Warner Brothers reports own site as illegal
Film studio Warner Brothers has asked Google to remove its own website from search results, saying it violates copyright laws.
It also asked the search giant to remove links to legitimate movie streaming websites run by Amazon and Sky, as well as the film database IMDB.
The request was submitted on behalf of Warner Brothers by Vobile, a company that files hundreds of thousands of takedown requests every month.
Warner Brothers has yet to comment.
The self-censorship was first spotted by news blog Torrent Freak, which said Vobile had made some "glaring errors".
In one request, Google was asked to remove links to the official websites for films such as Batman: The Dark Knight and The Matrix.
Licensed online movie portals such as Amazon and Sky Cinema were also reported for copyright infringement.
"Warner is inadvertently trying to make it harder for the public to find links to legitimate content, which runs counter to its intentions," said Ernesto van der Sar, from Torrent Freak.
Companies such as Vobile typically work on behalf of major film studios, reporting illegally uploaded copies of movies and television programmes.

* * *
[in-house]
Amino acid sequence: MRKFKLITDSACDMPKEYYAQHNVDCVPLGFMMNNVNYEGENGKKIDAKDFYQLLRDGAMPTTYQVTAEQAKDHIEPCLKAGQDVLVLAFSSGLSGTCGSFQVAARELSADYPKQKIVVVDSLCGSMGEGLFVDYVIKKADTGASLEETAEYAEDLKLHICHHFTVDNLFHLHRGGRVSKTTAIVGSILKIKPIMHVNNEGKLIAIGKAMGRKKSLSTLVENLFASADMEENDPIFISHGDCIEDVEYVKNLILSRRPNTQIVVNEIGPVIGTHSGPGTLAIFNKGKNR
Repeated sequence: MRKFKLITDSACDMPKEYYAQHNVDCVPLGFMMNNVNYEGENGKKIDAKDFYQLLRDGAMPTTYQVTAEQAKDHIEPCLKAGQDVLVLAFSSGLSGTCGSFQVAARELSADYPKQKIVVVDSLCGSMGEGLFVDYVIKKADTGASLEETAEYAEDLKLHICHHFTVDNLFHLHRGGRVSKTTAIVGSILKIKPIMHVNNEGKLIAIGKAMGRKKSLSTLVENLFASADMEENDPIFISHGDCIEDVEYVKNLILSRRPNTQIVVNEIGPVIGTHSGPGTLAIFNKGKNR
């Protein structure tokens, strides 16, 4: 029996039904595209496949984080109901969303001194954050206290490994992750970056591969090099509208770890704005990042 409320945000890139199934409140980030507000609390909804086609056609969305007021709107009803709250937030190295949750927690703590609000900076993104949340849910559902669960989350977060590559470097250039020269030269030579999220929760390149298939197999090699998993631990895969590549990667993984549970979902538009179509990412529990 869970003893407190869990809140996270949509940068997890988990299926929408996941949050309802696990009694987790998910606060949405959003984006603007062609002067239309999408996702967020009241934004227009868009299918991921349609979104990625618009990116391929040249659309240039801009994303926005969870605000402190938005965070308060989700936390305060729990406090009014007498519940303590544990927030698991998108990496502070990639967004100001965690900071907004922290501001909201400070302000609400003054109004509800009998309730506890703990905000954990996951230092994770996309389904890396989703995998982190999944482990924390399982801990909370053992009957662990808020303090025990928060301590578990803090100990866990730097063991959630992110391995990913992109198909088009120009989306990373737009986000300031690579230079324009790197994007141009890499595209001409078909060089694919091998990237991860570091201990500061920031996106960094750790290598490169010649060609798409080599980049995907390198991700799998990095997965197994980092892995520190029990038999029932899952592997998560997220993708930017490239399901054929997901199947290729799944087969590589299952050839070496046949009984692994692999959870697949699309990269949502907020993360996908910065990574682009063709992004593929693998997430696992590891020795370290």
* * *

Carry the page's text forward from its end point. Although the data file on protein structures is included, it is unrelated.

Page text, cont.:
Google's transparency report says Vobile has submitted more than 13 million links for removal.
It also reveals other potential mistakes - such as Entura International reporting on behalf of the film studio Lionsgate that a copy of the movie London Has Fallen had been found on the Microsoft download store.
"Unfortunately these kind of errors are very common," said Mr Van der Sar.
"Piracy monitoring firms often use automated systems to find and report copyright infringing websites.
"I'm fairly certain that this happened here as well, considering the obvious mistakes that were made.
"A good approach would be to white-list non-infringing sources such as warnerbros.com and amazon.com - but apparently that didn't happen."
After reviewing the Warner Brothers report, Google decided not to remove links to Amazon, IMDB and Sky Cinema from its results.